Frances Quinlan has a voice that can fill a room, and on Wednesday night, it did just that. The Hop Along frontwoman’s evocative singing carries a compelling range of emotion, from playfulness to sorrow to anger and frustration, and its dynamic rise and fall cuts powerfully through the heavy and ambitious art-punk of her bandmates.
But at Golden Tea House, there was no need for it to cut through anything. Quinlan played solo, without loud amplifiers or heavy drums; just a clean electric Gibson and her singing resonating off the tall brick walls, an experience all the more affecting for the listeners. The crowd was exceptionally attentive – it was one of those “you could hear a pin drop” nights, which is rare at house shows, or rock shows of any sort for that matter, and especially so considering Quinlan’s set was mostly made up of unfamiliar material. Aside from two selections from 2012’s Get Disowned (“Some Grace,” “Trouble Found Me”) and a couple covers (a spot-on “Carry the Zero” by Built to Spill into “Barstool Blues” by Neil Young), the songs she played were all works in progress – hopefully to see the light of day on the next Hop Along album.
It’s probably premature to really evaluate the music at this stage – it sounded great, but was definitely in a skeletal state compared to how it will sound in a full band context – but suffice it to say, Quinlan nicely mixed up moody slow burns with riffy uptempo moments, and there’s an absolutely awesome song about the disappearing grave of jazz musician Buddy Bolden.
Joining Quinlan on the bill were two other vocal powerhouses: Abi Reimold (a former Key intern and occasional Key photographer), who performed a stunning and totally PJ Harvey-ish set backed by guitarist Nick Morrison of Mumblr, bassist Zach Kuntz and drummer Alex Giannascoli (of Alex G). Her new EP Forget is a knockout, but most of the songs she played weren’t on it, showing great promise for things to come. Emperor X from Jacksonville has a delivery in the vein of John Darnielle of The Mountain Goats – sorta nasal but supremely confident – and come to think of it, his clever and erudite songwriting was sort of Mountain Goats-esque too, as was his lively banter and command of the crowd. Switching between guitar and keyboard, he sang into a echo-filtered vocal mic on the quiet parts and stepped back to project to the entire room the rest of the time. “At A Rave With Nicolas Sarkozy” was a winning number; I knew nothing about this dude at the beginning of the night, and left a converted fan.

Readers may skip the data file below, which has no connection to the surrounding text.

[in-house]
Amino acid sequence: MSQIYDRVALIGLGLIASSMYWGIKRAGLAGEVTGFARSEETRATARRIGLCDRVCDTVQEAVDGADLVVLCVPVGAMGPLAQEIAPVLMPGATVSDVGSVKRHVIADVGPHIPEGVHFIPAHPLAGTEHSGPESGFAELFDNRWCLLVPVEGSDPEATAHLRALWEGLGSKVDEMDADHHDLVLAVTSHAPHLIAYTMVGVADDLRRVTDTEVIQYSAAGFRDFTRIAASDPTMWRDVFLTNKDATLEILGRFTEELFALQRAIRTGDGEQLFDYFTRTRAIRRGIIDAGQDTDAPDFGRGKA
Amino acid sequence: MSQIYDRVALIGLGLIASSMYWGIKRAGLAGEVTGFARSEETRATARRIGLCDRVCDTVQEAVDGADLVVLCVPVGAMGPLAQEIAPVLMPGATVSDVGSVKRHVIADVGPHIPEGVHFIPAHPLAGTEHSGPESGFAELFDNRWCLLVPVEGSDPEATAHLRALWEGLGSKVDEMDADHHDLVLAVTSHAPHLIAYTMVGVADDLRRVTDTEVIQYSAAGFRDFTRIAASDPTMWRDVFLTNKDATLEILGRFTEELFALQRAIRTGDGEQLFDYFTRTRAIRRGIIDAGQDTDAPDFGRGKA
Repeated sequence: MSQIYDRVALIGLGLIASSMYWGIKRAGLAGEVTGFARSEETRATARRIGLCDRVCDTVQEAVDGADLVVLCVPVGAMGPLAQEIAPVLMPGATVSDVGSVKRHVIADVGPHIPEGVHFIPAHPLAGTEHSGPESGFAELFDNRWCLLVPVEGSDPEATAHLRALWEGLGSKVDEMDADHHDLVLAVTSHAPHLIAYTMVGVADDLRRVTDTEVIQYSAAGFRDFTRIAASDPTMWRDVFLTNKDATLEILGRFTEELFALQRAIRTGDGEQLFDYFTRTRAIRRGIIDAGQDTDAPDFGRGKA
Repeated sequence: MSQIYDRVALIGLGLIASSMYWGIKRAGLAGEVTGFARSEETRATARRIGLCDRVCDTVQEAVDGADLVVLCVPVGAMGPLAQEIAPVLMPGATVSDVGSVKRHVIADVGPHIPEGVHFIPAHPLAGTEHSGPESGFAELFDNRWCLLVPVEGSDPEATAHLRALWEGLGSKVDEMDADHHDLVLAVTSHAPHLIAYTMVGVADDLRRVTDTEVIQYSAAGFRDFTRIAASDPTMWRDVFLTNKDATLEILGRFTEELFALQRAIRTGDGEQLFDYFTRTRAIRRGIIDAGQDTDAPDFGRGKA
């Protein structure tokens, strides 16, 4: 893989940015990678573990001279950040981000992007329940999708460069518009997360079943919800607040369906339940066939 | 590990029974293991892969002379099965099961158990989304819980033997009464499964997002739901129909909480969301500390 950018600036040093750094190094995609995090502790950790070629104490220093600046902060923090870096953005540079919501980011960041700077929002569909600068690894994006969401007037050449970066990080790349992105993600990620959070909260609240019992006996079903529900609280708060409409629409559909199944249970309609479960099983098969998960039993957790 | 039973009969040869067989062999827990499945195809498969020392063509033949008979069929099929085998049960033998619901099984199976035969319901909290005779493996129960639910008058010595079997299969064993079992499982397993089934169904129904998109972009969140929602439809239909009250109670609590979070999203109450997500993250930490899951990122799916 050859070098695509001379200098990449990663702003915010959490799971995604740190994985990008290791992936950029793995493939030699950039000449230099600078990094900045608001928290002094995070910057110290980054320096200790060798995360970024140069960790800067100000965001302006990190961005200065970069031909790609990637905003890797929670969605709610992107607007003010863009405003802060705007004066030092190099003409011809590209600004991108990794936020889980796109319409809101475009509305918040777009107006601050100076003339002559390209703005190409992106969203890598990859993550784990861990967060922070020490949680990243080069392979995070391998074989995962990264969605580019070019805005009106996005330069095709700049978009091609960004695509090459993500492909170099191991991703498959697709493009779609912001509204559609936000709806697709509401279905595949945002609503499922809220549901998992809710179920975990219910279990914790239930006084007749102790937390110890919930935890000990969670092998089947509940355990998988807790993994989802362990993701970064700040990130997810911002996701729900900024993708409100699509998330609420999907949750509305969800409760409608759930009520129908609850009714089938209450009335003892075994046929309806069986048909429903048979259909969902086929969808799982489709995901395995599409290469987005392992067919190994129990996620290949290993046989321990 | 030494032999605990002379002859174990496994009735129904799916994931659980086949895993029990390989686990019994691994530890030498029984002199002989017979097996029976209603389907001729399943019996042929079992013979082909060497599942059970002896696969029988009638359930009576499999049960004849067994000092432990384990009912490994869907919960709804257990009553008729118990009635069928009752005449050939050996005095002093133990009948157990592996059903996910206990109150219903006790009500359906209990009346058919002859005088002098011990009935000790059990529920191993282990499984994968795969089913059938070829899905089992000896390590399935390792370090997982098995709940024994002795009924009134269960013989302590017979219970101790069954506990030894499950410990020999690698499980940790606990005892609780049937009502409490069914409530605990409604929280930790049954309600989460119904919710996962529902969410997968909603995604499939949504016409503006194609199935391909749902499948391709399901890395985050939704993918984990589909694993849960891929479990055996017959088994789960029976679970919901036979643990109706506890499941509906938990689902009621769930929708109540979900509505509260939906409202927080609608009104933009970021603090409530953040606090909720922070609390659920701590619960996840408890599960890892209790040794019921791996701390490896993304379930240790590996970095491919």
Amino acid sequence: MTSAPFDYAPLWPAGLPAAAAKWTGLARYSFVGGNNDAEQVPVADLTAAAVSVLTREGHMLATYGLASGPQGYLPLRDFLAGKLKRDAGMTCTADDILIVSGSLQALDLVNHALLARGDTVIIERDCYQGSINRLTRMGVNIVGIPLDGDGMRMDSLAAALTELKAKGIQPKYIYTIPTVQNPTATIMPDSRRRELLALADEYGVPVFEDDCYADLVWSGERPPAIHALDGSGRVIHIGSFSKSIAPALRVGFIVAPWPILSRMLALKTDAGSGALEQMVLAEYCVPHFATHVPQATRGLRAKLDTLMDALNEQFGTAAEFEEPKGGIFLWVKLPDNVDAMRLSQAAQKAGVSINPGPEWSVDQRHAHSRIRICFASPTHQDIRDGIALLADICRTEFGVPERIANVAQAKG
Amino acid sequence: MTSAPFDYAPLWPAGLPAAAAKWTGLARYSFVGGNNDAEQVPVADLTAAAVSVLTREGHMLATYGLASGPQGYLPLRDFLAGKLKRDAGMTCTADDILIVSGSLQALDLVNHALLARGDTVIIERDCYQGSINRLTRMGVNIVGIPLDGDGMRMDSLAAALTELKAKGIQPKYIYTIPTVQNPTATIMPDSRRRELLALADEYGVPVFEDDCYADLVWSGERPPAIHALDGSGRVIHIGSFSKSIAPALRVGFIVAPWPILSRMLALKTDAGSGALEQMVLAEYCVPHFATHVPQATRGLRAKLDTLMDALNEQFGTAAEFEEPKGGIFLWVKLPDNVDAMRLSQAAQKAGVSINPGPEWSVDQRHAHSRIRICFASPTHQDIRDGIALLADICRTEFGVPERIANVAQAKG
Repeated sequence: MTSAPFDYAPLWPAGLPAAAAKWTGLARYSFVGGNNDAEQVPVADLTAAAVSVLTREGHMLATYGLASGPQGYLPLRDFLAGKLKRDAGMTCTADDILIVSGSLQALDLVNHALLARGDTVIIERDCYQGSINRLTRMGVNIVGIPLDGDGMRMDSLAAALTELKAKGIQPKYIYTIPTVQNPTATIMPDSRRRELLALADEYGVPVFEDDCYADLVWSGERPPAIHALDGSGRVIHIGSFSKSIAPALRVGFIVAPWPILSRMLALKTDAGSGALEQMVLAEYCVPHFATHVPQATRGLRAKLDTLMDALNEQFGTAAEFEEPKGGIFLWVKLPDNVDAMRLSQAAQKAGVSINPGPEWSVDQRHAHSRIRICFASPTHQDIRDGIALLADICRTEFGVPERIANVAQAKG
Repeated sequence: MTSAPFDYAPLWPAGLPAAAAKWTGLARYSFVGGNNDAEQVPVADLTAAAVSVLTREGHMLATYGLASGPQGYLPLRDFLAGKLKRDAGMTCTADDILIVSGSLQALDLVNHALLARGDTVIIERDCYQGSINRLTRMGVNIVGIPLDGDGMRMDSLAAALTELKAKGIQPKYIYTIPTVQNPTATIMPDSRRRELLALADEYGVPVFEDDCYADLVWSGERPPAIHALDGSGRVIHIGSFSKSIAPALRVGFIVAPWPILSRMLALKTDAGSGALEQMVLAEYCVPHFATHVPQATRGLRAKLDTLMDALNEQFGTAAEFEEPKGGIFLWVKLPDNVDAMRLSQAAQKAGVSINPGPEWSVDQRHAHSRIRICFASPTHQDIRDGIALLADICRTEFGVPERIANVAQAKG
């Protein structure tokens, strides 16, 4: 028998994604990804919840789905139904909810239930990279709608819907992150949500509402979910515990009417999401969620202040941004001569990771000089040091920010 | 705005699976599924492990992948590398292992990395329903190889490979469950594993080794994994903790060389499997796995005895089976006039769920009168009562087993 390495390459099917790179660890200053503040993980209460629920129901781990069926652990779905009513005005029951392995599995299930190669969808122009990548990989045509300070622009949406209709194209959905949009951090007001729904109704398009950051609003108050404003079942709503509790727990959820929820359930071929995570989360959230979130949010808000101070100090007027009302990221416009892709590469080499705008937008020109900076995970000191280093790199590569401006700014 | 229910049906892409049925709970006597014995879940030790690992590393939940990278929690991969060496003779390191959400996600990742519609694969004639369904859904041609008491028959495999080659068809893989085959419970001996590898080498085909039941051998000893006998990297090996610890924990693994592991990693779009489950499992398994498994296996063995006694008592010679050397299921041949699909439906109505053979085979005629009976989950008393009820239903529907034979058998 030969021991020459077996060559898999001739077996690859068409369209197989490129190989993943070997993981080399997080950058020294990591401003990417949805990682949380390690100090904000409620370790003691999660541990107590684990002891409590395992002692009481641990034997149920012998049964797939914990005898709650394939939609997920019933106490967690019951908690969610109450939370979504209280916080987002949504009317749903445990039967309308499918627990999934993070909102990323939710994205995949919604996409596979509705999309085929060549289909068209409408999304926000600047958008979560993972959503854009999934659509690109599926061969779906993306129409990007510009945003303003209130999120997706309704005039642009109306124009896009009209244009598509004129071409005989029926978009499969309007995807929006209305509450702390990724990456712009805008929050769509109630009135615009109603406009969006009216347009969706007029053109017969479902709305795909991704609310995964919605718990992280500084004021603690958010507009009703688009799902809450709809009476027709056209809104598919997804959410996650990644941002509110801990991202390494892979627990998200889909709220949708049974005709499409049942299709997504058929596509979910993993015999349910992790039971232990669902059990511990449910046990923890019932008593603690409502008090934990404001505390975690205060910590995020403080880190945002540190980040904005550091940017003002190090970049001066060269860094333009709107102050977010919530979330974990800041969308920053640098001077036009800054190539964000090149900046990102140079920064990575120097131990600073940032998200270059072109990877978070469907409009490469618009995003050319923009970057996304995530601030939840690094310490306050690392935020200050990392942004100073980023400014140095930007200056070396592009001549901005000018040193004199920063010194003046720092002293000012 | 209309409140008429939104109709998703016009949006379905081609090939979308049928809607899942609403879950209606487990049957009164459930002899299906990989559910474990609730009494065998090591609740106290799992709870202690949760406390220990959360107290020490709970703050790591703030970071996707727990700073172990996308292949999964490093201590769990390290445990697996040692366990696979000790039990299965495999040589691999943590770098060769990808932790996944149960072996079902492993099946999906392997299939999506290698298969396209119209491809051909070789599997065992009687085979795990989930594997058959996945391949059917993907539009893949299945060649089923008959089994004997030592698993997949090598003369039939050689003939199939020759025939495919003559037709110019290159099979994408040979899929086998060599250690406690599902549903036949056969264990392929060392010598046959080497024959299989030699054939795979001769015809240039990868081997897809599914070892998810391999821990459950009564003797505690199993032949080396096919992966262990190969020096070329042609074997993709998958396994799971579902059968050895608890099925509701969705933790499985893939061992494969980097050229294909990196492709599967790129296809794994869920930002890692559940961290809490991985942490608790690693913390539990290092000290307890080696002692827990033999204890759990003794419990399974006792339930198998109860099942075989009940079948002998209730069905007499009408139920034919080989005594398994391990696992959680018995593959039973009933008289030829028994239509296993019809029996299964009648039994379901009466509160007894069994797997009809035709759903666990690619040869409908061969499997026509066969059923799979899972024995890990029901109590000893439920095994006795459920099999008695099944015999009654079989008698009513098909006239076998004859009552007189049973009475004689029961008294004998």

On the opposite extreme was Foot, the solo project of Pat Conaboy of Kite Party. It had a distinctively slowcore sad-rock vibe a la Red House Painters and Low; a lot of minor key progressions interlocking with somber and withdrawn vocals. While some points in Foot’s set were a bit too wandering and introverted to really connect with, its best points were chilling in their own sort of way. Check out photos from the show in the gallery below.